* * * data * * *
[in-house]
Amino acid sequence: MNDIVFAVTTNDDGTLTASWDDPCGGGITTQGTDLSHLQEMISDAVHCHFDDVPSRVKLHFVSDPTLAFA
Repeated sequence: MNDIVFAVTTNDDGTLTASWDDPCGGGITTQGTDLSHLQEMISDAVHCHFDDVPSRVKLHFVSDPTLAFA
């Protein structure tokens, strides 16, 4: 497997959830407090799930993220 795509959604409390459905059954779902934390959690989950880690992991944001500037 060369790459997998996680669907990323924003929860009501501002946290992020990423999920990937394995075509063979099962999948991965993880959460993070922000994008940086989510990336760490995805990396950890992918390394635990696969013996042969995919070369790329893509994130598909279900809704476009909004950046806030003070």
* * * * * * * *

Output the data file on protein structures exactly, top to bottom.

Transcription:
[in-house]
Amino acid sequence: MNDIVFAVTTNDDGTLTASWDDPCGGGITTQGTDLSHLQEMISDAVHCHFDDVPSRVKLHFVSDPTLAFA
Repeated sequence: MNDIVFAVTTNDDGTLTASWDDPCGGGITTQGTDLSHLQEMISDAVHCHFDDVPSRVKLHFVSDPTLAFA
């Protein structure tokens, strides 16, 4: 497997959830407090799930993220 795509959604409390459905059954779902934390959690989950880690992991944001500037 060369790459997998996680669907990323924003929860009501501002946290992020990423999920990937394995075509063979099962999948991965993880959460993070922000994008940086989510990336760490995805990396950890992918390394635990696969013996042969995919070369790329893509994130598909279900809704476009909004950046806030003070």